The US-Jewish poet Anthony Hecht never sparkled at school! He often referred to his ‘conspicuous’ lack of talent as a boy and explained that it was only when he began studying English at Bard (liberal arts) College, where he discovered Modernist poetry that he decided that he wanted to be a poet.
But the Second World War intervened and his experiences fighting in Europe and helping to liberate Flossenbürg Nazi concentration camp, later became central to his work.
Two of Hecht’s most famous pieces are Holocaust-based and one of them, The Book of Yolek was the subject of the opening lecture at this week’s Voices Israel Western Galilee Poets' Workshop. The other, More Light! More Light! is generally considered to be the best English language poem to discuss the Holocaust. For my part, I’ve never read one finer than The Book of Yolek.
It was chosen by new Voices president, Susan Olsburgh as an example of a sestina. This is a tightly structured, complex verse form comprising six stanzas of six lines plus a concluding three line ‘envoi’ – ‘tornada’ - or ‘tercet’. The trick is for the writer to repeat the six words ending each of the poem’s first six lines in a particular pattern throughout the subsequent five verses while the final three lines include all six recurring words.
Mrs Olsburgh also noted the sestina’s ‘nod’ to the acrostic, a popular form in Jewish liturgy and she pointed out that the letters for the name ‘Yolek’ are spelt out in the final words of five of the lines in the first stanza of Hecht’s poem.
“The Book of Yolek
‘Wir Haben ein Gesetz,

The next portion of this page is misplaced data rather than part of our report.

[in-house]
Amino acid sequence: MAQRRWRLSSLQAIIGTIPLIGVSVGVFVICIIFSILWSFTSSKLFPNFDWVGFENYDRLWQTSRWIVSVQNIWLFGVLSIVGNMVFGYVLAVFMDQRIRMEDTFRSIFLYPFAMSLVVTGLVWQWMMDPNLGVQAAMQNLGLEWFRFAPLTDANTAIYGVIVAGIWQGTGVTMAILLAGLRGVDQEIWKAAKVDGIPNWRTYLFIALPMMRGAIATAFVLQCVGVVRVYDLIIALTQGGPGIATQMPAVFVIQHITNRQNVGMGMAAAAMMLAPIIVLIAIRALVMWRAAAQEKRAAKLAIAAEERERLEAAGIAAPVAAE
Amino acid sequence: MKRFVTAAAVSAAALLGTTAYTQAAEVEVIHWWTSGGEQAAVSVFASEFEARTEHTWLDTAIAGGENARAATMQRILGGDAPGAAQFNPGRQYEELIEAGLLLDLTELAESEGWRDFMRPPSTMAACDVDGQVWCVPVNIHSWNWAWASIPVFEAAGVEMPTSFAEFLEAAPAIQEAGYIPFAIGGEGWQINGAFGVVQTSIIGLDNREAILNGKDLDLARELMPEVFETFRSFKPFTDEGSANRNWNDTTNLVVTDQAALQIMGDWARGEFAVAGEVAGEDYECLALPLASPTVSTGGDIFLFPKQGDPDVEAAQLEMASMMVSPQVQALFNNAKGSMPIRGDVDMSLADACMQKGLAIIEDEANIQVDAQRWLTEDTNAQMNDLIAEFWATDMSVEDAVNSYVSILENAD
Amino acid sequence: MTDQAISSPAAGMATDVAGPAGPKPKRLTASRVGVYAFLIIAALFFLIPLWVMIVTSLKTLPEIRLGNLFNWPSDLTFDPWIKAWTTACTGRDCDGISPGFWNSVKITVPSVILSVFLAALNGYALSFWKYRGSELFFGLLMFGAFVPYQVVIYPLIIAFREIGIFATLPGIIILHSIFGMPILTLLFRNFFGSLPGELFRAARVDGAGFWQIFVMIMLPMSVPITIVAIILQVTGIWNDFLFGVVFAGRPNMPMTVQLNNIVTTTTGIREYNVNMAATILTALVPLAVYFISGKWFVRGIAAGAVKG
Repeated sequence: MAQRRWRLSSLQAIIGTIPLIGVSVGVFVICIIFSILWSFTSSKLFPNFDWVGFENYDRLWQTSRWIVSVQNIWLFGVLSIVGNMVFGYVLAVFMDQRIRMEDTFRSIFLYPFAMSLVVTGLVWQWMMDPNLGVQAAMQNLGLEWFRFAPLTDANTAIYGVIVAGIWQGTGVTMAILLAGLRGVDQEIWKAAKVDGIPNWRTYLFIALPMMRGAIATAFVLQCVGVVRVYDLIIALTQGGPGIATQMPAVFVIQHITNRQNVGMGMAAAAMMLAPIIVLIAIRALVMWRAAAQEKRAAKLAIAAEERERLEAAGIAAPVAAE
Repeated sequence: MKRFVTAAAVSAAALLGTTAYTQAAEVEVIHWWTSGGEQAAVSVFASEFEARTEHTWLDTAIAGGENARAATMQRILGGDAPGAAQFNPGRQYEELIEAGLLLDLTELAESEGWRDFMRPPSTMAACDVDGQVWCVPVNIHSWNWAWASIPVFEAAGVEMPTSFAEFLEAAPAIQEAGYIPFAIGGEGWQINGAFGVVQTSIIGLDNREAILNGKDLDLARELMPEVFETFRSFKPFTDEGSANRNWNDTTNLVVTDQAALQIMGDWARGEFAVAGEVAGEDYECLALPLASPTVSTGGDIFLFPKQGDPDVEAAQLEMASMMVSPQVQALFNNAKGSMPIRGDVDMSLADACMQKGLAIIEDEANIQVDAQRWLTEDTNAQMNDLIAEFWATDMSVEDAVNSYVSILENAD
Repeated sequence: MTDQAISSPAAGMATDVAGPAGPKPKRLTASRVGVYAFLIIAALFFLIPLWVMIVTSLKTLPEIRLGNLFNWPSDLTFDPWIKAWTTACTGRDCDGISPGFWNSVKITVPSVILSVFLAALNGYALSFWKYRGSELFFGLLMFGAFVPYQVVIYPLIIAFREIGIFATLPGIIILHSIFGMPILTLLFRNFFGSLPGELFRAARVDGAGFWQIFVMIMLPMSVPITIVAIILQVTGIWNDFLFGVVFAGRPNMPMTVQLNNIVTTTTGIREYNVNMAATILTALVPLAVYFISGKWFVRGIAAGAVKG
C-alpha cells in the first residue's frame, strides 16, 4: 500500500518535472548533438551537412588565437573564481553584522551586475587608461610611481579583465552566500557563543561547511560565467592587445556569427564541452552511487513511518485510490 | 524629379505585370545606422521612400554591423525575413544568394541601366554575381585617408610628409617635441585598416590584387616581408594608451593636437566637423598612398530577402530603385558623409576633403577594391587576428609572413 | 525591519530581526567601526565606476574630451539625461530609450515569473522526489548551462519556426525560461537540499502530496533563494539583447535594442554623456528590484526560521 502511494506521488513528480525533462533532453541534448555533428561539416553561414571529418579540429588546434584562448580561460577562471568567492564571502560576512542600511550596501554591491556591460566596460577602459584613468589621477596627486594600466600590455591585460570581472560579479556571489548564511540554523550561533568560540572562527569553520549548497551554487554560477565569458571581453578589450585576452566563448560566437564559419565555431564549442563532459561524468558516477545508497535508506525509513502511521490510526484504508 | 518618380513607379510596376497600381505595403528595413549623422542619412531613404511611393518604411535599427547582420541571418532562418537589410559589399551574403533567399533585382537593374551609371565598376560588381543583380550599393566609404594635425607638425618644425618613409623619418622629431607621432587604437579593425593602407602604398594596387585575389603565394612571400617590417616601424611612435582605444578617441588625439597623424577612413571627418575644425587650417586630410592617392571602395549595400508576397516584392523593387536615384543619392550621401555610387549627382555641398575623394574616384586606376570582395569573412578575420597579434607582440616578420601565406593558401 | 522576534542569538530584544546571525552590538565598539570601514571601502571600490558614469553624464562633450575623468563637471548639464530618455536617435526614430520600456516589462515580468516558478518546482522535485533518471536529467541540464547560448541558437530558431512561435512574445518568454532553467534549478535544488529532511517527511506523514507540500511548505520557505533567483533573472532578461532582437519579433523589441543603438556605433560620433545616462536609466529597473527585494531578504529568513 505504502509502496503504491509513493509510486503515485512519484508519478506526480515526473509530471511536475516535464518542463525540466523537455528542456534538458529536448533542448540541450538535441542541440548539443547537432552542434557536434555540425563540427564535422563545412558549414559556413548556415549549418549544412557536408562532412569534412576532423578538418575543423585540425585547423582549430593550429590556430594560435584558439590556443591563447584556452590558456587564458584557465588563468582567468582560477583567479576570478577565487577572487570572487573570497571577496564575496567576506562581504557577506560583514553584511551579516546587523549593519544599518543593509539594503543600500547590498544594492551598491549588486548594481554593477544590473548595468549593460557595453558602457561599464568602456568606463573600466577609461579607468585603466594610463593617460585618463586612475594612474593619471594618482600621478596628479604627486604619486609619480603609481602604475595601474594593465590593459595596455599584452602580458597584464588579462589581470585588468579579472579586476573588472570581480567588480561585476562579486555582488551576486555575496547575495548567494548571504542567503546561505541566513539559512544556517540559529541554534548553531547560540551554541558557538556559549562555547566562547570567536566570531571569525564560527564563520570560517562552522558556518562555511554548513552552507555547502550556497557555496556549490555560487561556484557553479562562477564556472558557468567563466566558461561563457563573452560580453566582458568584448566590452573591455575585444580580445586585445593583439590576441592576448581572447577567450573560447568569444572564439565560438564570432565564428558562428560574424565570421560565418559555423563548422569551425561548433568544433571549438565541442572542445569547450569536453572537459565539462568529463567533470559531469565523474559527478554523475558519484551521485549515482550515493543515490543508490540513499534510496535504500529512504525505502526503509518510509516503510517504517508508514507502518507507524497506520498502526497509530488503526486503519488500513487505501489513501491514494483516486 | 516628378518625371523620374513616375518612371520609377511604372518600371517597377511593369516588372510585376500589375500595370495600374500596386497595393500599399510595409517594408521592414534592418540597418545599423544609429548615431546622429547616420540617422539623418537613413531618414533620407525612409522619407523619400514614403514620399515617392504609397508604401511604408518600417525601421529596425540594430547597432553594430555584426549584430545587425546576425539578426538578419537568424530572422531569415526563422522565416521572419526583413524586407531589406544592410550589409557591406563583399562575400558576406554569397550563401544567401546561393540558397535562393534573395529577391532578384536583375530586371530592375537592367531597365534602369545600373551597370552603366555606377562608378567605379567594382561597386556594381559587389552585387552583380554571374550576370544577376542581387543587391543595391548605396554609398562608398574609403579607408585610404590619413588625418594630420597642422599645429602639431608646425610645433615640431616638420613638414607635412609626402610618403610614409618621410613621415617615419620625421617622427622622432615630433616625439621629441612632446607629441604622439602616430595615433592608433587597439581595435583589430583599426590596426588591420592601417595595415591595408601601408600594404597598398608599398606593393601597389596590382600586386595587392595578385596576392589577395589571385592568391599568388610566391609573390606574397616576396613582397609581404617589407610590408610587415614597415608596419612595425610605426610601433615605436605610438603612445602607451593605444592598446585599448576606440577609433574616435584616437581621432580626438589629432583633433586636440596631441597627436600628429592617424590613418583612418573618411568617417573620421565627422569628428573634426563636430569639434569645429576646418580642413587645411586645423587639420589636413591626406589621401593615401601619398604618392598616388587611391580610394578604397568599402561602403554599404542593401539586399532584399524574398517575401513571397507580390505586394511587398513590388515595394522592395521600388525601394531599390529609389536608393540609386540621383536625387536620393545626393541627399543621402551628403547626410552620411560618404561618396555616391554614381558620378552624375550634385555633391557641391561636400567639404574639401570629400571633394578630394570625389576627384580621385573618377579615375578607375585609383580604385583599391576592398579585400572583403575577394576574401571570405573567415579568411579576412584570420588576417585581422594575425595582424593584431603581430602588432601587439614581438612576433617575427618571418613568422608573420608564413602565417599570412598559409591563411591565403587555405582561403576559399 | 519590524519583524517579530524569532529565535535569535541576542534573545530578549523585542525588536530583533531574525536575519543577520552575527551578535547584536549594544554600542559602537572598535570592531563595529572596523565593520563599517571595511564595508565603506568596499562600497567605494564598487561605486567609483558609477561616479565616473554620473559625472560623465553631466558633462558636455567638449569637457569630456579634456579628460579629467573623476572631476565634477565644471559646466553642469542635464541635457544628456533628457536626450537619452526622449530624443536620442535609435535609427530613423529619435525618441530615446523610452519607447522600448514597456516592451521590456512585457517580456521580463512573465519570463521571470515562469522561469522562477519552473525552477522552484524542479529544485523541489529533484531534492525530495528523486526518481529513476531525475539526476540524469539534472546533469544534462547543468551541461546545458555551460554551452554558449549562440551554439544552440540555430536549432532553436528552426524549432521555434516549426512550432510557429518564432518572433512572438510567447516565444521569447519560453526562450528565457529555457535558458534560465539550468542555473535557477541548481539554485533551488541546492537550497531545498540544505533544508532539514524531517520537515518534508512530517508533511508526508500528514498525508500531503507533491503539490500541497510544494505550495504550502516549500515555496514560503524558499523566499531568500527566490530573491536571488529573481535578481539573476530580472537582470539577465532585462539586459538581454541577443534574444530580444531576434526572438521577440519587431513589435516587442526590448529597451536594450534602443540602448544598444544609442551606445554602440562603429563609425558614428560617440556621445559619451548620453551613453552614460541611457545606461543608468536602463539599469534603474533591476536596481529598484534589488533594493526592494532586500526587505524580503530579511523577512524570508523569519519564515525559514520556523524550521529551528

Und nach dem Gesetz soll er sterben’.*
“The dowsed coals fume and hiss after your meal
Of grilled brook trout, and you saunter off for a walk
Down the fern trail. It doesn't matter where to,
Just so you're weeks and worlds away from home,
And among midsummer hills have set up camp
In the deep bronze glories of declining day.
“You remember, peacefully, an earlier day
In childhood, remember a quite specific meal:
A corn roast and bonfire in summer camp.
That summer you got lost on a Nature Walk;
More than you dared admit, you thought of home:
No one else knows where the mind wanders to.
“The fifth of August, 1942.
It was the morning and very hot. It was the day
They came at dawn with rifles to The Home
For Jewish Children, cutting short the meal
Of bread and soup, lining them up to walk
In close formation off to a special camp.
“How often you have thought about that camp,
As though in some strange way you were driven to,
And about the children, and how they were made to walk,
Yolek who had bad lungs, who wasn't a day
Over five years old, commanded to leave his meal
And shamble between armed guards to his long home.
“We're approaching August again. It will drive home
The regulation torments of that camp
Yolek was sent to, his small, unfinished meal,
The electric fences, the numeral tattoo,
The quite extraordinary heat of the day
They all were forced to take that terrible walk.
“Whether on a silent, solitary walk
Or among crowds, far off or safe at home,
You will remember, helplessly, that day,
And the smell of smoke, and the loudspeakers of the camp.
Wherever you are, Yolek will be there, too.
His unuttered name will interrupt your meal.
Prepare to receive him in your home some day.
Though they killed him in the camp they sent him to,
He will walk in as you're sitting down to a meal”.
© Natalie Wood (30 April 2015)